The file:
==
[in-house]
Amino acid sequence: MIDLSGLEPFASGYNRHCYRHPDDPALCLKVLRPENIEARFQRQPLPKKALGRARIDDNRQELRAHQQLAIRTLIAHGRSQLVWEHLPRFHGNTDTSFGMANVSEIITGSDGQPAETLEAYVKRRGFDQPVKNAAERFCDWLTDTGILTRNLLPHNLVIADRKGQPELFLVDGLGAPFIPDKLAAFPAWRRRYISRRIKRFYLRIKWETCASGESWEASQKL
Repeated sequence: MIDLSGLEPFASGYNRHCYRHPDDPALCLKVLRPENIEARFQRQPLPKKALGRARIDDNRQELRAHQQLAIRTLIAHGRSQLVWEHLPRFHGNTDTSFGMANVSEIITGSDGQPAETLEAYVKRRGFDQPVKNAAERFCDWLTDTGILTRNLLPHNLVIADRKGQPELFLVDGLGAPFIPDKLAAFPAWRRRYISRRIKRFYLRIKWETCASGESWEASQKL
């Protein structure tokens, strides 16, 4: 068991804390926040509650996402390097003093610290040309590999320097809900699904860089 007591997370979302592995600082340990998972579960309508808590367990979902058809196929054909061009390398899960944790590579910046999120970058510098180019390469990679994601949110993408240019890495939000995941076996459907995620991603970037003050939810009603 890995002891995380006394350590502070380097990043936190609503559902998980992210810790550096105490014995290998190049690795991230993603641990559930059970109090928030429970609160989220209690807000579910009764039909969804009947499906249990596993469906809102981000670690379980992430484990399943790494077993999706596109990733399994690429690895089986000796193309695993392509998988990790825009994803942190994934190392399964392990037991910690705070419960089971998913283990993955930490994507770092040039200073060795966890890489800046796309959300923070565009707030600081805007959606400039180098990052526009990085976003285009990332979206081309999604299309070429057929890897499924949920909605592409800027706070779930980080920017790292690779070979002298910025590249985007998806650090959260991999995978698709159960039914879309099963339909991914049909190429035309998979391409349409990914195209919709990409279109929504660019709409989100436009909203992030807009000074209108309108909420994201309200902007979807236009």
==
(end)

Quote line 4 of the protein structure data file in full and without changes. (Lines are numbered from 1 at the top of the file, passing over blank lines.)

């Protein structure tokens, strides 16, 4: 068991804390926040509650996402390097003093610290040309590999320097809900699904860089 007591997370979302592995600082340990998972579960309508808590367990979902058809196929054909061009390398899960944790590579910046999120970058510098180019390469990679994601949110993408240019890495939000995941076996459907995620991603970037003050939810009603 890995002891995380006394350590502070380097990043936190609503559902998980992210810790550096105490014995290998190049690795991230993603641990559930059970109090928030429970609160989220209690807000579910009764039909969804009947499906249990596993469906809102981000670690379980992430484990399943790494077993999706596109990733399994690429690895089986000796193309695993392509998988990790825009994803942190994934190392399964392990037991910690705070419960089971998913283990993955930490994507770092040039200073060795966890890489800046796309959300923070565009707030600081805007959606400039180098990052526009990085976003285009990332979206081309999604299309070429057929890897499924949920909605592409800027706070779930980080920017790292690779070979002298910025590249985007998806650090959260991999995978698709159960039914879309099963339909991914049909190429035309998979391409349409990914195209919709990409279109929504660019709409989100436009909203992030807009000074209108309108909420994201309200902007979807236009």